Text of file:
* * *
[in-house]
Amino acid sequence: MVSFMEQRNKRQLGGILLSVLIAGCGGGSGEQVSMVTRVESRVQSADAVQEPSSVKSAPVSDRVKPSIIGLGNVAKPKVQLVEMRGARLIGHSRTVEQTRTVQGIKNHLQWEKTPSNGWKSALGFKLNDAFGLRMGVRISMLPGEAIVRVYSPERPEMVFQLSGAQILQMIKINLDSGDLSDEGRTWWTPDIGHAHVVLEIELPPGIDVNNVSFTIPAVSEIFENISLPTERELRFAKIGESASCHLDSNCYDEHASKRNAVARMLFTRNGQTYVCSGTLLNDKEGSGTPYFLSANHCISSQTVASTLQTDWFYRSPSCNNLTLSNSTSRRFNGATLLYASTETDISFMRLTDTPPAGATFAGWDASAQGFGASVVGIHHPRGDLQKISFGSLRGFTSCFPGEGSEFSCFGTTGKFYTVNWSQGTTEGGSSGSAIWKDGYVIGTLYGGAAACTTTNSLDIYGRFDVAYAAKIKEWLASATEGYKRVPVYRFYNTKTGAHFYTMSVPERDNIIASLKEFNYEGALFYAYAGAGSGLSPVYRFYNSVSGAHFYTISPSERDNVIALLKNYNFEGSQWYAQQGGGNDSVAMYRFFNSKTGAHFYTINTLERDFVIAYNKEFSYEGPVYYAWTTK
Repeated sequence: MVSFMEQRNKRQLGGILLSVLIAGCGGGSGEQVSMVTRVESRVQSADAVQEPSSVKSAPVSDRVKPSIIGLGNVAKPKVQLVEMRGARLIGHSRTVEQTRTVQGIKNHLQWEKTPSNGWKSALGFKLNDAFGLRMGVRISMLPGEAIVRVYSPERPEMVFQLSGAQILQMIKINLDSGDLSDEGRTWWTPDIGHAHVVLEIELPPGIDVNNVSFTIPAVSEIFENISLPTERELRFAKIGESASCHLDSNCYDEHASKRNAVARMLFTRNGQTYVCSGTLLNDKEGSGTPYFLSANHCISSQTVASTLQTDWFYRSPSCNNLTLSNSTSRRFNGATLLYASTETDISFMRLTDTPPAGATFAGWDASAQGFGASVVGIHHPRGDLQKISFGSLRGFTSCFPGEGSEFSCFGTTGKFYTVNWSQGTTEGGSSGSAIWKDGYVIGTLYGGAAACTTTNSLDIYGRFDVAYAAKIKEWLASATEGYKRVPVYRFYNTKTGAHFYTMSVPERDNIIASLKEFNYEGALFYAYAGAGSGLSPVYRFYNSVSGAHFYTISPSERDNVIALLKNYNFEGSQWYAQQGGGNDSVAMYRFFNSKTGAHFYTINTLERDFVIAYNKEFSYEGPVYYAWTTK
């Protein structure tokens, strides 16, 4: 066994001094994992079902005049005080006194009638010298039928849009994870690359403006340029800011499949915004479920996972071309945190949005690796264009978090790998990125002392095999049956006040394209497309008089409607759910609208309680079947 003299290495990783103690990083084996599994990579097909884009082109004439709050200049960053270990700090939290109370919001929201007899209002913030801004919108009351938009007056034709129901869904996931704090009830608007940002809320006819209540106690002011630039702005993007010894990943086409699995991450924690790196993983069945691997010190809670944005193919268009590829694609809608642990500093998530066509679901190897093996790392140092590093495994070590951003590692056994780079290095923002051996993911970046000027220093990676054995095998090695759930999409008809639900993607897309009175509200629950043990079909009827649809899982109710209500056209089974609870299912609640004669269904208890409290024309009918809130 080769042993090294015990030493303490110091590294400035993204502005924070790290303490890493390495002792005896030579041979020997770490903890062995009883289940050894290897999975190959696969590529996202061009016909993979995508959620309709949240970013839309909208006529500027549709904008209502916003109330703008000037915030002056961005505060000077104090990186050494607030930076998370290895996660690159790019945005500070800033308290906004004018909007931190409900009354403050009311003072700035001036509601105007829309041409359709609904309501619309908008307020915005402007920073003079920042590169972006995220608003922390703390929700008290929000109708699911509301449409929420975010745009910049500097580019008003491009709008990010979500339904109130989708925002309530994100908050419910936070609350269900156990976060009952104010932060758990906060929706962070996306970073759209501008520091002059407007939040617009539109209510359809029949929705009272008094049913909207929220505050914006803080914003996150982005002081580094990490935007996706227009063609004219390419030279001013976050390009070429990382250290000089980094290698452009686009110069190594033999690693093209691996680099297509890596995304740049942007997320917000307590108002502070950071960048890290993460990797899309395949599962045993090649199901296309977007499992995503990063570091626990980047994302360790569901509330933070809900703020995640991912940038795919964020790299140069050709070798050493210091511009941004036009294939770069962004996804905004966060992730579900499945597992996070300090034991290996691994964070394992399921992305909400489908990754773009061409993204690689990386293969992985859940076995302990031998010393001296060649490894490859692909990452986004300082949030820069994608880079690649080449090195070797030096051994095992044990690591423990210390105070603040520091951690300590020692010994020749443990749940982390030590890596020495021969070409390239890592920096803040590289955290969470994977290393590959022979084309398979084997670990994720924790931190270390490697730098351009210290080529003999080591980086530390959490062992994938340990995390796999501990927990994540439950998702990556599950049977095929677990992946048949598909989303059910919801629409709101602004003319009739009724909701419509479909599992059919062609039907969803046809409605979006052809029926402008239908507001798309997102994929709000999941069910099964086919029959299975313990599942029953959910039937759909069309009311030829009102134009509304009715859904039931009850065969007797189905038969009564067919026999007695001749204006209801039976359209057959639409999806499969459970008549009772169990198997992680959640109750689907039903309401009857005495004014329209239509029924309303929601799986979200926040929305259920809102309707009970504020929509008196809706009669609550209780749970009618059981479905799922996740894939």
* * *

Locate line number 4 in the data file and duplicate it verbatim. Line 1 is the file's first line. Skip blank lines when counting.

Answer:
């Protein structure tokens, strides 16, 4: 066994001094994992079902005049005080006194009638010298039928849009994870690359403006340029800011499949915004479920996972071309945190949005690796264009978090790998990125002392095999049956006040394209497309008089409607759910609208309680079947 003299290495990783103690990083084996599994990579097909884009082109004439709050200049960053270990700090939290109370919001929201007899209002913030801004919108009351938009007056034709129901869904996931704090009830608007940002809320006819209540106690002011630039702005993007010894990943086409699995991450924690790196993983069945691997010190809670944005193919268009590829694609809608642990500093998530066509679901190897093996790392140092590093495994070590951003590692056994780079290095923002051996993911970046000027220093990676054995095998090695759930999409008809639900993607897309009175509200629950043990079909009827649809899982109710209500056209089974609870299912609640004669269904208890409290024309009918809130 080769042993090294015990030493303490110091590294400035993204502005924070790290303490890493390495002792005896030579041979020997770490903890062995009883289940050894290897999975190959696969590529996202061009016909993979995508959620309709949240970013839309909208006529500027549709904008209502916003109330703008000037915030002056961005505060000077104090990186050494607030930076998370290895996660690159790019945005500070800033308290906004004018909007931190409900009354403050009311003072700035001036509601105007829309041409359709609904309501619309908008307020915005402007920073003079920042590169972006995220608003922390703390929700008290929000109708699911509301449409929420975010745009910049500097580019008003491009709008990010979500339904109130989708925002309530994100908050419910936070609350269900156990976060009952104010932060758990906060929706962070996306970073759209501008520091002059407007939040617009539109209510359809029949929705009272008094049913909207929220505050914006803080914003996150982005002081580094990490935007996706227009063609004219390419030279001013976050390009070429990382250290000089980094290698452009686009110069190594033999690693093209691996680099297509890596995304740049942007997320917000307590108002502070950071960048890290993460990797899309395949599962045993090649199901296309977007499992995503990063570091626990980047994302360790569901509330933070809900703020995640991912940038795919964020790299140069050709070798050493210091511009941004036009294939770069962004996804905004966060992730579900499945597992996070300090034991290996691994964070394992399921992305909400489908990754773009061409993204690689990386293969992985859940076995302990031998010393001296060649490894490859692909990452986004300082949030820069994608880079690649080449090195070797030096051994095992044990690591423990210390105070603040520091951690300590020692010994020749443990749940982390030590890596020495021969070409390239890592920096803040590289955290969470994977290393590959022979084309398979084997670990994720924790931190270390490697730098351009210290080529003999080591980086530390959490062992994938340990995390796999501990927990994540439950998702990556599950049977095929677990992946048949598909989303059910919801629409709101602004003319009739009724909701419509479909599992059919062609039907969803046809409605979006052809029926402008239908507001798309997102994929709000999941069910099964086919029959299975313990599942029953959910039937759909069309009311030829009102134009509304009715859904039931009850065969007797189905038969009564067919026999007695001749204006209801039976359209057959639409999806499969459970008549009772169990198997992680959640109750689907039903309401009857005495004014329209239509029924309303929601799986979200926040929305259920809102309707009970504020929509008196809706009669609550209780749970009618059981479905799922996740894939």